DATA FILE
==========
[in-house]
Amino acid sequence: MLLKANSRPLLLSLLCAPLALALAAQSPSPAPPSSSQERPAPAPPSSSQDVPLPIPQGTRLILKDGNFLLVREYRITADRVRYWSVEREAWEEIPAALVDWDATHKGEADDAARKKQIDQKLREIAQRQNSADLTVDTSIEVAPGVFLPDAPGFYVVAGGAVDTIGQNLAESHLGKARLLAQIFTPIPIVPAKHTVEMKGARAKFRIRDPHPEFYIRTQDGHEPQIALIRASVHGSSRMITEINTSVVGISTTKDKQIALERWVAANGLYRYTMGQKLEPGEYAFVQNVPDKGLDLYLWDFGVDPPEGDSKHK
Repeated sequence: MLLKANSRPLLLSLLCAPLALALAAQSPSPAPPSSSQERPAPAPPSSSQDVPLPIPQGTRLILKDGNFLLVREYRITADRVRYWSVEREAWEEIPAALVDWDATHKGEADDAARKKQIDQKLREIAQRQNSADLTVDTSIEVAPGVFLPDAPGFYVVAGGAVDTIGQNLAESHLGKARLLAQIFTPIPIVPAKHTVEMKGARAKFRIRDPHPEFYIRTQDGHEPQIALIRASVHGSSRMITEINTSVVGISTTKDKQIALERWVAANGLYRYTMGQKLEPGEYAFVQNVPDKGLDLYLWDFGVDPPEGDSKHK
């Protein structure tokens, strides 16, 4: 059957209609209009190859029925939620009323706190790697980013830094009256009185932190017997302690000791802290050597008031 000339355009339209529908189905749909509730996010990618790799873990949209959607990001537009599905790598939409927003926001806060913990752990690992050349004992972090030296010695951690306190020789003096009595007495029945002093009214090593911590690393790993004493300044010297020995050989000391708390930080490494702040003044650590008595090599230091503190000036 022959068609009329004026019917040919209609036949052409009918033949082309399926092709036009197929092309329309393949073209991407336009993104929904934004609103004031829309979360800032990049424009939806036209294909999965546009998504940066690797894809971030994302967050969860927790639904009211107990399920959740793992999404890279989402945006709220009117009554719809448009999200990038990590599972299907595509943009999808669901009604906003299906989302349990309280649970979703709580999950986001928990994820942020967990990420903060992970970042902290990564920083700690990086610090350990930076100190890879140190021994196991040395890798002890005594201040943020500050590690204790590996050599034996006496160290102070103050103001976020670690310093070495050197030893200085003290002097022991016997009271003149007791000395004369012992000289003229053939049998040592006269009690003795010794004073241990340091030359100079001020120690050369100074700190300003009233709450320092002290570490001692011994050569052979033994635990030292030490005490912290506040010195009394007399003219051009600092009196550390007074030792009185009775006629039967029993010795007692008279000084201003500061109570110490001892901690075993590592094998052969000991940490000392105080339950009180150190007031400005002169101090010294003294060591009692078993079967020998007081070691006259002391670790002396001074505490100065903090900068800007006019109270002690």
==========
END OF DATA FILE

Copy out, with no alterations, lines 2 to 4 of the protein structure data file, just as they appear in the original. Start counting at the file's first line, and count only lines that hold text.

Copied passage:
Amino acid sequence: MLLKANSRPLLLSLLCAPLALALAAQSPSPAPPSSSQERPAPAPPSSSQDVPLPIPQGTRLILKDGNFLLVREYRITADRVRYWSVEREAWEEIPAALVDWDATHKGEADDAARKKQIDQKLREIAQRQNSADLTVDTSIEVAPGVFLPDAPGFYVVAGGAVDTIGQNLAESHLGKARLLAQIFTPIPIVPAKHTVEMKGARAKFRIRDPHPEFYIRTQDGHEPQIALIRASVHGSSRMITEINTSVVGISTTKDKQIALERWVAANGLYRYTMGQKLEPGEYAFVQNVPDKGLDLYLWDFGVDPPEGDSKHK
Repeated sequence: MLLKANSRPLLLSLLCAPLALALAAQSPSPAPPSSSQERPAPAPPSSSQDVPLPIPQGTRLILKDGNFLLVREYRITADRVRYWSVEREAWEEIPAALVDWDATHKGEADDAARKKQIDQKLREIAQRQNSADLTVDTSIEVAPGVFLPDAPGFYVVAGGAVDTIGQNLAESHLGKARLLAQIFTPIPIVPAKHTVEMKGARAKFRIRDPHPEFYIRTQDGHEPQIALIRASVHGSSRMITEINTSVVGISTTKDKQIALERWVAANGLYRYTMGQKLEPGEYAFVQNVPDKGLDLYLWDFGVDPPEGDSKHK
């Protein structure tokens, strides 16, 4: 059957209609209009190859029925939620009323706190790697980013830094009256009185932190017997302690000791802290050597008031 000339355009339209529908189905749909509730996010990618790799873990949209959607990001537009599905790598939409927003926001806060913990752990690992050349004992972090030296010695951690306190020789003096009595007495029945002093009214090593911590690393790993004493300044010297020995050989000391708390930080490494702040003044650590008595090599230091503190000036 022959068609009329004026019917040919209609036949052409009918033949082309399926092709036009197929092309329309393949073209991407336009993104929904934004609103004031829309979360800032990049424009939806036209294909999965546009998504940066690797894809971030994302967050969860927790639904009211107990399920959740793992999404890279989402945006709220009117009554719809448009999200990038990590599972299907595509943009999808669901009604906003299906989302349990309280649970979703709580999950986001928990994820942020967990990420903060992970970042902290990564920083700690990086610090350990930076100190890879140190021994196991040395890798002890005594201040943020500050590690204790590996050599034996006496160290102070103050103001976020670690310093070495050197030893200085003290002097022991016997009271003149007791000395004369012992000289003229053939049998040592006269009690003795010794004073241990340091030359100079001020120690050369100074700190300003009233709450320092002290570490001692011994050569052979033994635990030292030490005490912290506040010195009394007399003219051009600092009196550390007074030792009185009775006629039967029993010795007692008279000084201003500061109570110490001892901690075993590592094998052969000991940490000392105080339950009180150190007031400005002169101090010294003294060591009692078993079967020998007081070691006259002391670790002396001074505490100065903090900068800007006019109270002690």